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G Protein-Coupled Receptor 43 Moderates Gut Inflammation Through Cytokine Regulation from Mononuclear Cells

Masui, Ryuta MD*; Sasaki, Makoto MD, PhD*; Funaki, Yasushi MD, PhD*; Ogasawara, Naotaka MD, PhD*; Mizuno, Mari MD, PhD*; Iida, Akihito MD, PhD*; Izawa, Shinya MD*; Kondo, Yoshihiro MD*; Ito, Yoshitsugi MD*; Tamura, Yasuhiro MD*; Yanamoto, Kenichiro MD*; Noda, Hisatsugu MD*; Tanabe, Atsushi MD*; Okaniwa, Noriko MD*; Yamaguchi, Yoshiharu MD*; Iwamoto, Takashi MD, PhD; Kasugai, Kunio MD, PhD*

Inflammatory Bowel Diseases:
doi: 10.1097/01.MIB.0000435444.14860.ea
Original Basic Science Articles
Abstract

Background: Short-chain fatty acids (SCFAs), which are produced by the fermentation of dietary fiber by intestinal microbiota, may positively influence immune responses and protect against gut inflammation. SCFAs bind to G protein-coupled receptor 43 (GPR43). Here, we show that SCFA–GPR43 interactions profoundly affect the gut inflammatory response.

Methods: Colitis was induced by adding dextran sulfate sodium to the drinking water of GPR43 knockout (−/−) and wild-type mice.

Results: Dextran sulfate sodium–treated GPR43−/− mice exhibited weight loss, increased disease activity index (a combined measure of weight loss, rectal bleeding, and stool consistency), decreased hematocrit, and colon shortening, resulting in significantly worse colonic inflammation than in wild-type mice. Tumor necrosis factor alpha and interleukin 17 protein levels in the colonic mucosa of GPR43−/− mice were significantly higher than in wild-type mice. Treatment of wild-type mice with 150 mM acetate in their drinking water markedly improved these disease indices, with an increase in colon length and decrease in the disease activity index; however, it had no effect on GPR43−/− mice. Mononuclear cell production of tumor necrosis factor alpha after lipopolysaccharide stimulation was suppressed by acetate. This effect was inhibited by anti-GPR43 antibody.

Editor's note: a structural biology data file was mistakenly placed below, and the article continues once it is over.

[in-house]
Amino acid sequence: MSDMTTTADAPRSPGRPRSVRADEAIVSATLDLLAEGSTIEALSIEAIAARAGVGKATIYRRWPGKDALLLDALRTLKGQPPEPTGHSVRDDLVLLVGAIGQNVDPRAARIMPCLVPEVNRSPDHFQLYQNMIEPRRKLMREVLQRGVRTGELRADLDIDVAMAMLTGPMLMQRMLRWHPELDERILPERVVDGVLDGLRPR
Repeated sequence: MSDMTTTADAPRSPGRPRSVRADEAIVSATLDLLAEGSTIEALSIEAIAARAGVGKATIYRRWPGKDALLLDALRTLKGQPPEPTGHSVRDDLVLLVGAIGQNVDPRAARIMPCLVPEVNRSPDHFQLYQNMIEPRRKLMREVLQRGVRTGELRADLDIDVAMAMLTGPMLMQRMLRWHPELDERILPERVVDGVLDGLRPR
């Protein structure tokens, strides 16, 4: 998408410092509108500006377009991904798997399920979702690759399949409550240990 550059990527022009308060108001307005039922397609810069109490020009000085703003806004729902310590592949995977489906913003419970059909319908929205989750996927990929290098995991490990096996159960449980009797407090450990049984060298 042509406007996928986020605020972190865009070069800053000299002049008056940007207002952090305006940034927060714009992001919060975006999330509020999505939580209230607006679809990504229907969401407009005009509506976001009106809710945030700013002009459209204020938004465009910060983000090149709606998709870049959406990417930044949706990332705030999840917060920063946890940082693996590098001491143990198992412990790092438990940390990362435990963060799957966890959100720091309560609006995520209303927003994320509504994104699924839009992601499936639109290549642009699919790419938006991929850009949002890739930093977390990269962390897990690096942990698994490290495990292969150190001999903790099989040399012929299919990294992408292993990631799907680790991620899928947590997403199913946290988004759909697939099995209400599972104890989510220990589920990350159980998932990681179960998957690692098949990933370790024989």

Conclusions: SCFA–GPR43 interactions modulate colitis by regulating inflammatory cytokine production in mononuclear cells.

In Brief

Article first published online 17 October 2013

Author Information

*Department of Gastroenterology, Aichi Medical University School of Medicine, Nagakute, Aichi, Japan;

Department of Biomedical Sciences, College of Life and Health Sciences, Chubu University, Kasugai, Aichi, Japan.

Reprints: Makoto Sasaki, MD, PhD, Department of Gastroenterology, Aichi Medical University School of Medicine, Nagakute, Aichi 480-1195, Japan (e-mail: msasaki@aichi-med-u.ac.jp).

Supported by General Incorporated Foundation from Aichi Medical University Aikeikai.

K. Kasugai received research grants from the Research Organization for Gastro-Enterological Disease Treatment (NPO-ROGET) and Daiich Sankyo Co., Ltd., and lecture fees from Daiich Sankyo Co., Ltd. and Astra Zeneca Co., Ltd. The other authors have no conflicts of interest to disclose.

Received August 21, 2013

Accepted September 11, 2013

© Crohn's & Colitis Foundation of America, Inc.

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